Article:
How Sachin learnt from 1999 loss to Pakistan
By: Clayton Murzello
YESTERDAY'S epic unbeaten 103 against England at Chennai has probably convinced Sachin Tendulkar that there is justice in this game, something which he may have not believed in on January 31, 1999.
Sachin Tendulkar walks back after being dismissed against Pak in Chennai, 1999.
The MA Chidambaram is Sachin Tendulkar's happiest hunting ground (Five tons in 9 Tests) but this ground also gave him his most painful moment on a cricket field nine years ago when his 136 against Pakistan went down the nearby Buckingham canal at Chepauk through India's 12-run loss to Wasim Akram's team.
It was a similar match situation yesterday but this time Tendulkar ensured it was a happy ending by not throwing it away. Over nine years, lessons have been learnt and he has added a new chapter to his cricketing life.
Tendulkar told MiD DAY yesterday that visions of that 1999 disappointment appeared during his innings yesterday. "Yes, I did think of it," he admitted from his hotel room in Chennai.
India benefited from Tendulkar's presence as he played good shepherd to his junior batting partner Yuvraj Singh. "I went down and told Yuvraj that it's still not over; don't think it's over and I have experienced it (a close loss) so don't relax," Tendulkar revealed.
At one stage he had to relay a message more emphatically: "Yuvraj played a shot to Monty Panesar which landed in between short mid-wicket and long on. I told him not to do that. He was confident, but some small thing can cause a soft dismissal and it only needs a wicket-taking ball to a new batsman to cause further damage," Tendulkar explained.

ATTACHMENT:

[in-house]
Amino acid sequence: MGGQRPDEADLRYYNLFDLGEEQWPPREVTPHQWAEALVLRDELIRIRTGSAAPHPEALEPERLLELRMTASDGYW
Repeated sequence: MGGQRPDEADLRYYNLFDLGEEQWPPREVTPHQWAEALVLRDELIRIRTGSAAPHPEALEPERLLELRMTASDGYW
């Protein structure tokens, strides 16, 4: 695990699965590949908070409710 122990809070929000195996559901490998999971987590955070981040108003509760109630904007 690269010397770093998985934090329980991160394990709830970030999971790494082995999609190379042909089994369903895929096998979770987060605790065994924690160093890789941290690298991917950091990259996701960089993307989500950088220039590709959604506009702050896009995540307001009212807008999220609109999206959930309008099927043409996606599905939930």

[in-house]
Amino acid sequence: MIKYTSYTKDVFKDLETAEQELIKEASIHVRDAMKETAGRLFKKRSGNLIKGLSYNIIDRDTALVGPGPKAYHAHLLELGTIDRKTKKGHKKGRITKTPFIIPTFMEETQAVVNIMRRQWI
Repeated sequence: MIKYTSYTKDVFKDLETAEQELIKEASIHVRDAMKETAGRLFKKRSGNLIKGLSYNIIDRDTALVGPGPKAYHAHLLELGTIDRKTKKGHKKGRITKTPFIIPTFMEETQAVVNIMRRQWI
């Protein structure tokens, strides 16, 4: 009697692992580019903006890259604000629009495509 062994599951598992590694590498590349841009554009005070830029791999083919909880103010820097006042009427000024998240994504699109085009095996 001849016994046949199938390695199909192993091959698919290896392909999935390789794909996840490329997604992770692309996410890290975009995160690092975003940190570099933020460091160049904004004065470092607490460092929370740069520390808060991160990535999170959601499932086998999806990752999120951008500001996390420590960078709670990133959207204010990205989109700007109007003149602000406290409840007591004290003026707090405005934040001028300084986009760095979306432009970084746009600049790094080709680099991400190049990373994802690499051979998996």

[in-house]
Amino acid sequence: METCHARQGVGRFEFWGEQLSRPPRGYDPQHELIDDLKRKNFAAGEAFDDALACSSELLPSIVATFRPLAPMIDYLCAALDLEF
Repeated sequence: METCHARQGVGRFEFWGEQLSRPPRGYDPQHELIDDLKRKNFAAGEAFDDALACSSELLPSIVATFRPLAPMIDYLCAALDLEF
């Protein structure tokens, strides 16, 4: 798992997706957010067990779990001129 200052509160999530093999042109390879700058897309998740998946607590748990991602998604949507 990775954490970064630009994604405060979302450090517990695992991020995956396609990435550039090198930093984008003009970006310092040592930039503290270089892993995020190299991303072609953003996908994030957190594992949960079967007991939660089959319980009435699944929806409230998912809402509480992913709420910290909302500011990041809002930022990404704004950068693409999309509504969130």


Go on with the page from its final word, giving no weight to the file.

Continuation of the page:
Yesterday, it was not only Tendulkar, who was doing the talking. "We kept telling each other that we have to stay there till the very end," he said.
In 1999, Nayan Mongia was dismissed playing a rash shot just when it appeared that the pair would take India home. India lost their last four wickets for four runs after Tendulkar and Mongia put on 135.
Chasing 271 for victory, Tendulkar played a gem against the likes of Akram, Waqar Younis and Saqlain Mushtaq.
At 254 for six, Tendulkar decided to take on Saqlain again but this time he lofted one to mid-off where Akram accepted it with glee.
The atmosphere at the ground resembled a morgue; probably the dressing room too and in the press box, the pen pushers' cynicism rose alarmingly but was ultimately true: Tendulkar gone and with it, the match. Later, the media learnt that one of his best hundreds was scored not only under duress, but in physical pain too.
Saqlain intensified his effort and Pakistan went on to win by 12 runs. It was a heart-breaker for the whole of India but nothing less for Tendulkar.
He was more than misty-eyed after that loss and was in no mood to attend the post-match presentation. Tendulkar would have extracted some pleasure in going back to that dressing room seat but as he said yesterday, "they've changed the dressing rooms."